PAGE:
Today when downloading and installing the emergency security patch for Internet Explorer 7, I started to think about security and secrecy in Golden Dawn.
[For those of you who have not heard, someone published the fact that Internet Explorer 7, as well as the other versions of Internet Explorer, had a huge hole in its security. In defense of the publisher, they thought that Microsoft had already addressed the issue; Microsoft hadn't. So an emergency security patch for IE 7 was released today. If you use any version of Internet Explorer, I strongly suggest going over to the Microsoft website and installing the patch. Better safe than sorry.]
Now I, myself, don't pay much attention to the whole idea of secrecy in Golden Dawn. It is something that is there, but it is not something that is important to me personally. Everybody knows that I am a member of Golden Dawn, and that the lodge I belong to is in Denver, Colorado. I learned about the system's existence though a book; it should be noted that I didn't have much knowledge about the system before actually stumbling into a lodge, but a book did send me in the right direction of an existing lodge.
Most of the people that know of me, know that I am a writer and that I write about Golden Dawn. The members that let me into the system knew that I was a writer, and they guessed that someday I would write about the system; they did not care. Therefore, I am amused by those who run around swearing that absolute secrecy is necessary.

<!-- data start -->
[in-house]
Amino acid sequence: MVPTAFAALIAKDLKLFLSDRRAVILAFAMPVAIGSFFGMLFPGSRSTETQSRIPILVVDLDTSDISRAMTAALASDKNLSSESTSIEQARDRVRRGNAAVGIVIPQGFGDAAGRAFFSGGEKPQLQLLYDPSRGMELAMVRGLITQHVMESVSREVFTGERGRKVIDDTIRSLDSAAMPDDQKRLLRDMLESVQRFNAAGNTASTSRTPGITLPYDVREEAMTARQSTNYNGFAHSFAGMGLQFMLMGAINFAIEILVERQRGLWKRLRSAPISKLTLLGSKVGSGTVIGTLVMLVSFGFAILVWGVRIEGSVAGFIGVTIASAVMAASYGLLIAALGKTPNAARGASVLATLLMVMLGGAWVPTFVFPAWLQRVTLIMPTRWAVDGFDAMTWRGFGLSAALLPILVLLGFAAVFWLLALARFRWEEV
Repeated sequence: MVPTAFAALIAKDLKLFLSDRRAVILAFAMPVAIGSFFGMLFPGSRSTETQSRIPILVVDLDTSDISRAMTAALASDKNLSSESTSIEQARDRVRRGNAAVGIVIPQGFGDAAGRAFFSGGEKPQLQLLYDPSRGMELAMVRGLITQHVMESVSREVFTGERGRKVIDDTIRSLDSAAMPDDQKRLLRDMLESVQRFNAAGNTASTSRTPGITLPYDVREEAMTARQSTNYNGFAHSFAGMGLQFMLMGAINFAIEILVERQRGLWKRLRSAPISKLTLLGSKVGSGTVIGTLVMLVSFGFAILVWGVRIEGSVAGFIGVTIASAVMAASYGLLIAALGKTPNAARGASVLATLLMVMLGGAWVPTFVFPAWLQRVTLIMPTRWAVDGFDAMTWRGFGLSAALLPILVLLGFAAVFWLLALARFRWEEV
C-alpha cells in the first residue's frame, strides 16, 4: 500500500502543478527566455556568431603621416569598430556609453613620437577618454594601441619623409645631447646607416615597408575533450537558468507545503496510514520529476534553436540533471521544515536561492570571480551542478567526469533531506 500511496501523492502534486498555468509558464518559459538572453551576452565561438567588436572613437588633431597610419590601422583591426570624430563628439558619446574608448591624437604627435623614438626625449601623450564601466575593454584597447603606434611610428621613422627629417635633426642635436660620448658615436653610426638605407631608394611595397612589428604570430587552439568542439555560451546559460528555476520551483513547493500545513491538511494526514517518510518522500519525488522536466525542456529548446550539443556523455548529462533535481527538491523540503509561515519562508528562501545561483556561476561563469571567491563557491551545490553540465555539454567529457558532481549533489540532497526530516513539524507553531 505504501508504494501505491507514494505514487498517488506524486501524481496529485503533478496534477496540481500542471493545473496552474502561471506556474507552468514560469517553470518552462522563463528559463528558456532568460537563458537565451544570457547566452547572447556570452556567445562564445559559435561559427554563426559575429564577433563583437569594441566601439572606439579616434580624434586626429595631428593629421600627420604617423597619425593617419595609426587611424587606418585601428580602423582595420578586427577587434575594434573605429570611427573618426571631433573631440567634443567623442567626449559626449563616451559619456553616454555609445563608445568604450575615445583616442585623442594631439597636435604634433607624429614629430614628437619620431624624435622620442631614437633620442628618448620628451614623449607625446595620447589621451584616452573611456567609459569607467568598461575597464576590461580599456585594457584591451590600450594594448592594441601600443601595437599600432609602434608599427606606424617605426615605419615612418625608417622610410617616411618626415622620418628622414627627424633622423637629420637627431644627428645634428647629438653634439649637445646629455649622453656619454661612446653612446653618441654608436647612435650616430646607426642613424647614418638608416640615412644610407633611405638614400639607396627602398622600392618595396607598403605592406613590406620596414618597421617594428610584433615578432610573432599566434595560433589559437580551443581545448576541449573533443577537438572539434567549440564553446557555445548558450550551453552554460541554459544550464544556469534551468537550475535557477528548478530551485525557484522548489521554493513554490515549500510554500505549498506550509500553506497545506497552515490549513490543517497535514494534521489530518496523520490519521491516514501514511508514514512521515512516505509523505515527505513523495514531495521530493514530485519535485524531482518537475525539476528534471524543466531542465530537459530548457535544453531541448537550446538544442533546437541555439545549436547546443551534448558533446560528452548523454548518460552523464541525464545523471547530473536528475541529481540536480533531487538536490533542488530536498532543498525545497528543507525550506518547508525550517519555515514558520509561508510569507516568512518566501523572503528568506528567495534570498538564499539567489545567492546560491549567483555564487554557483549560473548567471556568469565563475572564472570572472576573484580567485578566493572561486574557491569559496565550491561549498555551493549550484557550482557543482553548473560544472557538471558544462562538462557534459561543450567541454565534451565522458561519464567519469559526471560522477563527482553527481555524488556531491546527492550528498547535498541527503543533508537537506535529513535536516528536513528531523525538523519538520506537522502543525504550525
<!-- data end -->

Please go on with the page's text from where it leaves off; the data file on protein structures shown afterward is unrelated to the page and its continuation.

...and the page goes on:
If absolute secrecy is neccessary to a secret society, how do you explain the continued existence of secret societies like the Freemasons? Or better yet, the continued existence of Golden Dawn?
And having seen some of the information that the rabid secrecy crowd are hiding in their Inner Orders, I have to ask where is the harm of releasing this information? It is not like you can levitate cats, heal gunshots instantly, or win the Powerball jackpot. In fact, I suspect that this information is being kept secret purely for ego and due collecting purposes.
Note that I am not against secrecy; I just find the extreme that some people take it to be either frightening or just plain silly depending upon who is doing it.
Locally, we practice secrecy. It is just not the absolute form.
The curriclum is dealt with in a step by step mode. The foundation must be laid first before one attempts to climb to the heights of the Temple.
Some of our members work in jobs where the hint of being something other than a rabid Christian Fundementalist can get them fired; their identities are top secret.
Our experiemental areas, the cutting edge stuff, is secret. Though that is more along the lines of "don't try this at home."
Honestly, I don't know of anybody in the Golden Dawn system that would not agree to this type of secrecy. It is good common sense.
But it is the extreme that some people are willing to go that worries me. When it starts looking like a cult, I start to worry; those who know my history will understand why.
Using the Microsoft model (ignoring the fact that Microsoft issues their system to everyone), lets look at Golden Dawn security. Lets presume that the current is like the internet. Our seasonal passwords are like our normal security passwords on our computers and websites. The fear is that with the published information that anyone can hack into the egregores of our respective lodges and Orders.
Yeah, it is called doing the work.
The only reason that you would not want people to do the work is if you had something to gain if they went though your branch of the system and no other. And that is the only need I see for absolute secrecy.
All the current members of my lodge know all the other members in good standing; it is not like you can fake it. Just being able to parrot information out of a book is not good enourgh. And even material that was developed and published out of Bast Temple is not good enourgh to fake it.
Now, I will admit that there are esoteric reasons for secrecy, but they do not require absolute secrecy or security patches; furthermore that is a post for another day.